After 18 long months, the federal government on Tuesday signed off on environmental approvals for light rail stage 2A. It means an extended network from Alinga Street to Commonwealth Park is one step closer. Businesses in the southern part of Canberra's CBD are bracing for years of disruption when work gets under way on the major project. But many are looking on the bright side, seeing it as the short-term pain needed to transform the city for the better.
So what happens now?
Light rail stage 2A has passed the most-complex hurdle to getting off the ground, however it will still need to get National Capital Authority and ACT government planning approvals before any construction can start. Contracts to build light rail were due to be signed in the middle of last year, but the government has blamed a combination of the COVID-19 pandemic and delays in federal approvals for the hold up.
Chief Minister Andrew Barr says they will be signed after all approvals have been granted. He says that should happen in the "coming weeks and months".
"We'll make that announcement when we're ready to," Mr Barr said.
Before light rail work can begin, London Circuit will be raised in line with Commonwealth Avenue. Mr Barr says this work could begin as early as 2021-22.
Will the disruption be worth it?
West Row Botanica owner David Reid expects his business will suffer from the years of construction work. While the florist can rely heavily on orders coming through online and via the phone, Mr Reid estimated up to $2000 a week came through foot traffic.
But he wasn't complaining, believing it would all be worth it in the end. "It's good for the city," he said. "It's going to improve ... It's a bit like going through COVID-19, we just need to be creative."
Reload Bar and Games co-owners Jim Andrews and Marc Brown think business will take a dive during construction of the next stage, but say the project has already improved business in the long run. Their bar is close to the Alinga Street light rail stop, enticing some patrons who didn't want to pay for a taxi. They hope southside customers will be more likely to make their way over the lake once the Woden line is complete.
"My main concern as a business owner would be to make sure at the end of it there's a quality landscape outcome," Mr Andrews said.
"There will likely be some disruption and reduced-customer flow while it's happening but in the long term we believe it's going to be good for us."
Mr Andrews hoped lessons would be learnt from construction in Gungahlin including ensuring fences around business didn't fully obstruct them from view.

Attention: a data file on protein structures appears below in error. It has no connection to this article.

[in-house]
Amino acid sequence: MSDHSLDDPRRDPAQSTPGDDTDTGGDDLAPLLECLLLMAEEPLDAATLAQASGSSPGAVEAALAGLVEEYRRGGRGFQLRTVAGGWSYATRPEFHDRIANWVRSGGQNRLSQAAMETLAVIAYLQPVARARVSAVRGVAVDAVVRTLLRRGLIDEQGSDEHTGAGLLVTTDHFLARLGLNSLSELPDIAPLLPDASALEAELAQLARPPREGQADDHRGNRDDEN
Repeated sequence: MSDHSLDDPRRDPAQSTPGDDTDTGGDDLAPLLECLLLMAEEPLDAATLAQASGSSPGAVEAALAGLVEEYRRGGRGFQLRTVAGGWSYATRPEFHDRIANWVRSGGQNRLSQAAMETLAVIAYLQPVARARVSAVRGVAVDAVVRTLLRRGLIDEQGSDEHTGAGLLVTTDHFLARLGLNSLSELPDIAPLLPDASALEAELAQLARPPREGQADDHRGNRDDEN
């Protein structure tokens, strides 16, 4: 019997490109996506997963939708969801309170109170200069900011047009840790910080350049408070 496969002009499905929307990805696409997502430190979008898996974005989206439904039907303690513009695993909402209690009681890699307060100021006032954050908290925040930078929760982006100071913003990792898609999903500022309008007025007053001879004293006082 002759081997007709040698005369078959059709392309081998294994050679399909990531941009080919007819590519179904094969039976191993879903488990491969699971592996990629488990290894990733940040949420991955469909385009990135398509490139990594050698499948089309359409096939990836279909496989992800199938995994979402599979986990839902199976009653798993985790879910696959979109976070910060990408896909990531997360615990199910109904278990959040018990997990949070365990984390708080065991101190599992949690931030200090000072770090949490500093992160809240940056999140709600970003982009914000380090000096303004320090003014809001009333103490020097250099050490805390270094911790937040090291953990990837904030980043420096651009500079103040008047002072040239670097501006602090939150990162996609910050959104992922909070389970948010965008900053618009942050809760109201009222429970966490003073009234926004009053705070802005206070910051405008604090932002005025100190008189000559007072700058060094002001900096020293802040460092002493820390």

The work to build light rail and raise London Circuit will also coincide with the $137 million Commonwealth Bridge upgrade and work on West Basin development. Mr Barr said the works were the culmination of 20 years of planning.
"Yes this will be disruptive to the southern end of the CBD," he said.
When will you be able to jump on board?
The government was asked repeatedly on Wednesday when stage 2A would be taking passengers but could not provide a clear timeline. Transport Minister Chris Steel did say tracks would be laid before the next election in 2024.
The redacted business case released in 2019 gave an indicative timeline of works, expecting operations to begin in 2024.
But that was under the assumption construction on the project would begin in 2020. Before tracks can be laid, London Circuit will be raised in line with Commonwealth Avenue.
Construction on those enabling works won't start until 2021-22 at the earliest and will take two years to complete. The government has so far only put aside a few million for the project. But Mr Barr says more funding for the raising of London Circuit will be announced in August's budget.
Why is London Circuit being raised?
The project will raise the London Circuit road level on either side of Commonwealth Avenue. It will involve changing the current split-level, overpass-underpass configuration into a level intersection.
The government has long wanted to bring Lake Burley Griffin to the city and thinks this is key, saying London Circuit bridge has created a disconnected public environment. Mr Barr has promised to improve pedestrian and cycling access between the CBD, City West, Acton and the developing Acton Waterfront through the work.
What is stage 2B and why will it take longer to approve?
Stage 2B will run from Commonwealth Park to Woden, crossing Commonwealth Bridge and running through the Parliamentary Triangle. It will be much more expensive to complete than light rail to Gungahlin - the first stage of the network - and will have a significantly more complex approvals process than stage 2A.
This is why the government decided to split the Alinga Street to Woden line into two projects, in the hope it could get started on part of it while waiting for final approvals. The government submitted the project for federal environmental approval at the same time as 2A (back in 2019), but it anticipates it will still take another 18 months to complete. That's because the route runs through areas of national significance, as well as habitats for the critically-endangered golden sun moth.
Once it gets environmental approvals, it will also have to be signed off on by federal Parliament. There is no clear timeframe for when stage 2B will be up and running, but it will be a number of years before construction could feasibly begin.